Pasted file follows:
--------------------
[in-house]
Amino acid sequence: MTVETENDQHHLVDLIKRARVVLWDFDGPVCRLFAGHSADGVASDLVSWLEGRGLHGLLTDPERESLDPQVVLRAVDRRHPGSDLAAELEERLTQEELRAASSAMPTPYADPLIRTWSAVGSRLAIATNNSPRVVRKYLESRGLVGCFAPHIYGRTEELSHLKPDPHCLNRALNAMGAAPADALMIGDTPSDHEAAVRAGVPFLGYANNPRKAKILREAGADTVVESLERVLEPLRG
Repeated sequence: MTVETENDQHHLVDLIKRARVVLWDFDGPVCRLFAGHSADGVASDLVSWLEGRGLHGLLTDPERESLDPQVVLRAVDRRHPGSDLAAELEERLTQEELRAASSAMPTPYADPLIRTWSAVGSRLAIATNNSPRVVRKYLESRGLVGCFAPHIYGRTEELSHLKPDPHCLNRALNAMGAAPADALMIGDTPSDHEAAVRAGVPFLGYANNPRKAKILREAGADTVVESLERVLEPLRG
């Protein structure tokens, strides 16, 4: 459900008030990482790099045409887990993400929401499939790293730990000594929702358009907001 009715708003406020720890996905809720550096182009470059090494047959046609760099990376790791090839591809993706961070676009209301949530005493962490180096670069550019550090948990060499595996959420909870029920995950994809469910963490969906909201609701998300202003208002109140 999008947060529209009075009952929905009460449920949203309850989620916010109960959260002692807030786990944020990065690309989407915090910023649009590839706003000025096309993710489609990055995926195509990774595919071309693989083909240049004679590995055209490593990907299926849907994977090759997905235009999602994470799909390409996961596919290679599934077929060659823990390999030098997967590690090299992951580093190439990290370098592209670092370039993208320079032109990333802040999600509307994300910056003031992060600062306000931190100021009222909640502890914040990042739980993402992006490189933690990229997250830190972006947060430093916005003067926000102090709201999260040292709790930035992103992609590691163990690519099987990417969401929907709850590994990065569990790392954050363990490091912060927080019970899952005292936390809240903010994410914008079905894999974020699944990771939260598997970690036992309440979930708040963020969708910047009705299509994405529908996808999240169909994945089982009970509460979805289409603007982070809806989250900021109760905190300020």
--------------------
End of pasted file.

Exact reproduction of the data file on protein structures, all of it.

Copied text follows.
[in-house]
Amino acid sequence: MTVETENDQHHLVDLIKRARVVLWDFDGPVCRLFAGHSADGVASDLVSWLEGRGLHGLLTDPERESLDPQVVLRAVDRRHPGSDLAAELEERLTQEELRAASSAMPTPYADPLIRTWSAVGSRLAIATNNSPRVVRKYLESRGLVGCFAPHIYGRTEELSHLKPDPHCLNRALNAMGAAPADALMIGDTPSDHEAAVRAGVPFLGYANNPRKAKILREAGADTVVESLERVLEPLRG
Repeated sequence: MTVETENDQHHLVDLIKRARVVLWDFDGPVCRLFAGHSADGVASDLVSWLEGRGLHGLLTDPERESLDPQVVLRAVDRRHPGSDLAAELEERLTQEELRAASSAMPTPYADPLIRTWSAVGSRLAIATNNSPRVVRKYLESRGLVGCFAPHIYGRTEELSHLKPDPHCLNRALNAMGAAPADALMIGDTPSDHEAAVRAGVPFLGYANNPRKAKILREAGADTVVESLERVLEPLRG
């Protein structure tokens, strides 16, 4: 459900008030990482790099045409887990993400929401499939790293730990000594929702358009907001 009715708003406020720890996905809720550096182009470059090494047959046609760099990376790791090839591809993706961070676009209301949530005493962490180096670069550019550090948990060499595996959420909870029920995950994809469910963490969906909201609701998300202003208002109140 999008947060529209009075009952929905009460449920949203309850989620916010109960959260002692807030786990944020990065690309989407915090910023649009590839706003000025096309993710489609990055995926195509990774595919071309693989083909240049004679590995055209490593990907299926849907994977090759997905235009999602994470799909390409996961596919290679599934077929060659823990390999030098997967590690090299992951580093190439990290370098592209670092370039993208320079032109990333802040999600509307994300910056003031992060600062306000931190100021009222909640502890914040990042739980993402992006490189933690990229997250830190972006947060430093916005003067926000102090709201999260040292709790930035992103992609590691163990690519099987990417969401929907709850590994990065569990790392954050363990490091912060927080019970899952005292936390809240903010994410914008079905894999974020699944990771939260598997970690036992309440979930708040963020969708910047009705299509994405529908996808999240169909994945089982009970509460979805289409603007982070809806989250900021109760905190300020």